Bring the troops home

News alert: I agree with a decision President Donald Trump made! I have opposed almost every thing he has said and every action he has taken as president, so I think it’s important to recognize when I agree with him. Let me qualify it by saying that I think Trump made the decision precipitously and is executing on it in a reckless and foolish manner. But I agree with the bottom line that American troops should be vacating Syria and Afghanistan completely and in the near future.

I’m one of the few people who agree with Trump. The U.S. envoy to the coalition fighting ISIS, Brett McGurk, resigned in protest over Trump’s decision to withdraw from Syria. Even the most stalwart of Trump supporters, Lindsey Graham, gave the president the harshest of criticism by invoking his nemesis Barack Obama, saying to Trump that “I believe you are on course to make the same mistake President Obama made in Iraq.” Surprisingly, Democrats are also criticizing Trump’s dovish decision, with the Speaker of the House-to-be Nancy Pelosi calling it a “Christmas gift to Vladimir Putin.”

Granted, it was a knee-jerk decision based on a phone call with President Erdoğan of Turkey rather than in consultation with Trump’s national security team but it was the right decision. Granted, he should have carefully planned the withdrawal with the Pentagon and in coordination with our coalition partners before tweeting that “it’s time to bring our young people home” from Syria and considering the withdrawal of U.S. troops from Afghanistan. But as a principle, I think the withdrawal of American troops from the greater Middle East is long overdue.

I understand the arguments against doing so and even agree with them to some degree. Yes, there are still thousands of ISIS fighters in Syria but I agree with Trump’s assessment that “on Syria, we were originally…

It would be naive to think that ISIS could be completely eradicated, no matter how long American troops stayed in Syria. Proponents of our presence in Syria would say that we should wait until the conditions are more favorable for a withdrawal but they neither say what those conditions would look like nor offer objective benchmarks that would identify when the conditions have been met. And while they might be able to tinker around the edges to provide some temporary help in isolated situations, it’s also naive to think our troops could have any significant positive impact on the clusterfuck of overall conditions in Syria long term.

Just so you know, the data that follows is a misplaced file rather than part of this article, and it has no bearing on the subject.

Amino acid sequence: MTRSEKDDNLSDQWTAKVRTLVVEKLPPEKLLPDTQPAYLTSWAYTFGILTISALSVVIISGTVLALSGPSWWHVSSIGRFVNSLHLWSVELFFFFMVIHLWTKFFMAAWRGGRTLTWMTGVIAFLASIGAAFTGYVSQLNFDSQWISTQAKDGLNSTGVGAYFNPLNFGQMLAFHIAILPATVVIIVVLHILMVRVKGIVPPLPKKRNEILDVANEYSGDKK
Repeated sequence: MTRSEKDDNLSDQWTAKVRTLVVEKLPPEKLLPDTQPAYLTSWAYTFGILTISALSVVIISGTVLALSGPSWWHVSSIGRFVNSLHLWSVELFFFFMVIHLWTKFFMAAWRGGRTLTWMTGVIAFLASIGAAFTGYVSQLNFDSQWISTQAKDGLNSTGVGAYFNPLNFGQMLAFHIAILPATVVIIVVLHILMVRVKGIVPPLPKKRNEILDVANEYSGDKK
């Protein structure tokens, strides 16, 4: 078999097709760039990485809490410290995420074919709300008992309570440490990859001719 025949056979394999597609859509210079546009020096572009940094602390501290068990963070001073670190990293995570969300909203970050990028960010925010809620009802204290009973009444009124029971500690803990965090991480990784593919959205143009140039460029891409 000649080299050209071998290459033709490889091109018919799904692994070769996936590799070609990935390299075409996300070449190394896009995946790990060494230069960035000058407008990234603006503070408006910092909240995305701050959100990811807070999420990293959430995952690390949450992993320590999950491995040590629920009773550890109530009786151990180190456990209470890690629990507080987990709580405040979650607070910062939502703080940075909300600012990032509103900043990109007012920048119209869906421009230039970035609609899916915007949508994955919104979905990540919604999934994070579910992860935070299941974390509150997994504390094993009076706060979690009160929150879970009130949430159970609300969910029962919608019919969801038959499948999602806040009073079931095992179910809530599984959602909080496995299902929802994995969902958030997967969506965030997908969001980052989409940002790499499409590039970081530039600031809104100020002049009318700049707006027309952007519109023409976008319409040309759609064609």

The situation in Afghanistan is much the same in terms of the outcomes we could expect. We have been there for seventeen years now and the security situation has been relatively stagnant for well over a decade. Russia got bogged down in Afghanistan for twenty years before they were smart enough to withdraw. Let’s not waste more years there than Russia did because we’re too proud to admit we did not win a war. We have not been able to eradicate the Taliban in seventeen years and we wouldn’t be able to do it in seventy years. As in Syria, staying in Afghanistan any longer would not have any significant positive impact on the overall conditions there either.

So mark my words—President Trump is right to order our troops to withdraw from the greater Middle East. He should listen to his own national security team for advice on how to do it rather than succumbing to the whims of other autocrats. But one way or the other, he should bring the troops home.

It’s spawning season for the common Politicianus localis here. The species is parasitic in the adult form as it attaches itself inextricably to its food source (the American dollar) and becomes very difficult to eradicate. But it’s a real pest during spawning season in Irvine because you can see the larvae sprouting out of the lawns by the thousands, making the street side very unsightly. The larval form is about 2′ x 3′ but completely flat, typically displaying colorful red, white, & blue lettering. Fortunately, most larvae do not survive to become fully fledged politicians and they will be gone from the lawns by the end of November.

The conservative Resistance

While it’s true that congressional Republicans like Mitch McConnell and Paul Ryan consistently provide political cover to president Donald Trump, don’t assume that conservative Americans are a monolith of support for him. When you see criticism of Trump on social media, you’ll also see his supporters leaping to the conclusion that the critics could not possibly be conservative. They refute the criticism by calling the critics “Dumbocrats” or “libtards” rather than responding to the substance of the criticism.

But there are plenty of conservative icons who strongly oppose Trump. And when you see someone you’ve never heard of complaining about the president, they might very well be conservative too—they might even be Republican. Before you dismiss my point as “fake news” simply because I’m progressive, research how the following notable conservative minds feel about Trump: